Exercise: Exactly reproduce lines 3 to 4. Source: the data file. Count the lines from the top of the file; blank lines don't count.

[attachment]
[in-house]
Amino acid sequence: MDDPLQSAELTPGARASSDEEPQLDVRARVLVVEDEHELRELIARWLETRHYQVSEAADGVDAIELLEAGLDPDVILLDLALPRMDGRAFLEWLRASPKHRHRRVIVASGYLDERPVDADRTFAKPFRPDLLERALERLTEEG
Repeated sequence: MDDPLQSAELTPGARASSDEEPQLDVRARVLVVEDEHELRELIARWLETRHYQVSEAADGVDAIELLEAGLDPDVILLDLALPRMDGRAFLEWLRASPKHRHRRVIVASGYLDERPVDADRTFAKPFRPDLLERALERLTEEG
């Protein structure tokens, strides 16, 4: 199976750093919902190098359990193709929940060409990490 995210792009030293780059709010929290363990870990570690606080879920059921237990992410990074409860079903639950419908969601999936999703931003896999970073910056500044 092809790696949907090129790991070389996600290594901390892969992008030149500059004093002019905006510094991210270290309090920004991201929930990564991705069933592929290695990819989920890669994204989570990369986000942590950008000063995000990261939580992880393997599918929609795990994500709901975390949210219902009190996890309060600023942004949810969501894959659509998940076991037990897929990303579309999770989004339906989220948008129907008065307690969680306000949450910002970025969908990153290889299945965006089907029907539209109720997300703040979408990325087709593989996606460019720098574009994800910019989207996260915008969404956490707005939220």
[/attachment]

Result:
Repeated sequence: MDDPLQSAELTPGARASSDEEPQLDVRARVLVVEDEHELRELIARWLETRHYQVSEAADGVDAIELLEAGLDPDVILLDLALPRMDGRAFLEWLRASPKHRHRRVIVASGYLDERPVDADRTFAKPFRPDLLERALERLTEEG
């Protein structure tokens, strides 16, 4: 199976750093919902190098359990193709929940060409990490 995210792009030293780059709010929290363990870990570690606080879920059921237990992410990074409860079903639950419908969601999936999703931003896999970073910056500044 092809790696949907090129790991070389996600290594901390892969992008030149500059004093002019905006510094991210270290309090920004991201929930990564991705069933592929290695990819989920890669994204989570990369986000942590950008000063995000990261939580992880393997599918929609795990994500709901975390949210219902009190996890309060600023942004949810969501894959659509998940076991037990897929990303579309999770989004339906989220948008129907008065307690969680306000949450910002970025969908990153290889299945965006089907029907539209109720997300703040979408990325087709593989996606460019720098574009994800910019989207996260915008969404956490707005939220």